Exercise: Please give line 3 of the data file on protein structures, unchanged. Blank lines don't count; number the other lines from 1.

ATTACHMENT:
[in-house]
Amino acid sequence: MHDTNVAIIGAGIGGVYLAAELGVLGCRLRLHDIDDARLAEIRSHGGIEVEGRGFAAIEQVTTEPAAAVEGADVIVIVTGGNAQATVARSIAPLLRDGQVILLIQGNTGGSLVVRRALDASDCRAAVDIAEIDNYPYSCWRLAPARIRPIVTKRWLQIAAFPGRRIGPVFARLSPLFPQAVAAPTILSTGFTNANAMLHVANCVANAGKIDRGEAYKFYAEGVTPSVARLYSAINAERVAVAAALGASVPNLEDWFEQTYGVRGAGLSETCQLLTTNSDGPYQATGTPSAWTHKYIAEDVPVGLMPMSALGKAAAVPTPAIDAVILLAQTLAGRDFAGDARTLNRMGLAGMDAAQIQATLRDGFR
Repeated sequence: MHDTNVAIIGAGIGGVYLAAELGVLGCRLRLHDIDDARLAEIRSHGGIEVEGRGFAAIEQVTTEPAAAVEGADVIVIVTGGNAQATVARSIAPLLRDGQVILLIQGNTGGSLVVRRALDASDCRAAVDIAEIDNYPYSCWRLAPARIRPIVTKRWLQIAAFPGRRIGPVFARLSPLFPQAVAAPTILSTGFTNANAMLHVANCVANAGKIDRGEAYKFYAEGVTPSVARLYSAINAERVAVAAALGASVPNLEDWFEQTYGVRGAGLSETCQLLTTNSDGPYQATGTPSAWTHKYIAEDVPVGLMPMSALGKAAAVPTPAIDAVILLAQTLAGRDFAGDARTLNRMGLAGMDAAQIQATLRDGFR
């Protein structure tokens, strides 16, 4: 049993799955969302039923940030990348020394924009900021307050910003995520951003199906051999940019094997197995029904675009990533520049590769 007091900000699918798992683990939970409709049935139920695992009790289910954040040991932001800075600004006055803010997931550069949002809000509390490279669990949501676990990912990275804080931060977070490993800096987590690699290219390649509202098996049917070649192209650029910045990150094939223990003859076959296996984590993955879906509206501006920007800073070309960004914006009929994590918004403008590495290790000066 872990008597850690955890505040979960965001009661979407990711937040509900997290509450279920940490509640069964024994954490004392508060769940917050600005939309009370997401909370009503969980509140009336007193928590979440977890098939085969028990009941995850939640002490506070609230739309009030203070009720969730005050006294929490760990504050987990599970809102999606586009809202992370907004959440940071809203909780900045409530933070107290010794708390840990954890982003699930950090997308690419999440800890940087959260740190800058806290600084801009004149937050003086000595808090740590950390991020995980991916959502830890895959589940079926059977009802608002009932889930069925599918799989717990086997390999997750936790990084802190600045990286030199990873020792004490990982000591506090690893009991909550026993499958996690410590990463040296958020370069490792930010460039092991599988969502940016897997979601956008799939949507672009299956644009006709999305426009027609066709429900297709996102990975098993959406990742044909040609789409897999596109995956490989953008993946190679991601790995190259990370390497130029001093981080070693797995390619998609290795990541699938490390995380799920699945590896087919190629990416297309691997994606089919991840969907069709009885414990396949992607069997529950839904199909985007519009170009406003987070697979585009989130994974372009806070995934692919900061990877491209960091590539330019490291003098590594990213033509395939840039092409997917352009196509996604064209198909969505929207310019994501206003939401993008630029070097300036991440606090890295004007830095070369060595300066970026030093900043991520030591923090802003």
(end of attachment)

Repeated sequence: MHDTNVAIIGAGIGGVYLAAELGVLGCRLRLHDIDDARLAEIRSHGGIEVEGRGFAAIEQVTTEPAAAVEGADVIVIVTGGNAQATVARSIAPLLRDGQVILLIQGNTGGSLVVRRALDASDCRAAVDIAEIDNYPYSCWRLAPARIRPIVTKRWLQIAAFPGRRIGPVFARLSPLFPQAVAAPTILSTGFTNANAMLHVANCVANAGKIDRGEAYKFYAEGVTPSVARLYSAINAERVAVAAALGASVPNLEDWFEQTYGVRGAGLSETCQLLTTNSDGPYQATGTPSAWTHKYIAEDVPVGLMPMSALGKAAAVPTPAIDAVILLAQTLAGRDFAGDARTLNRMGLAGMDAAQIQATLRDGFR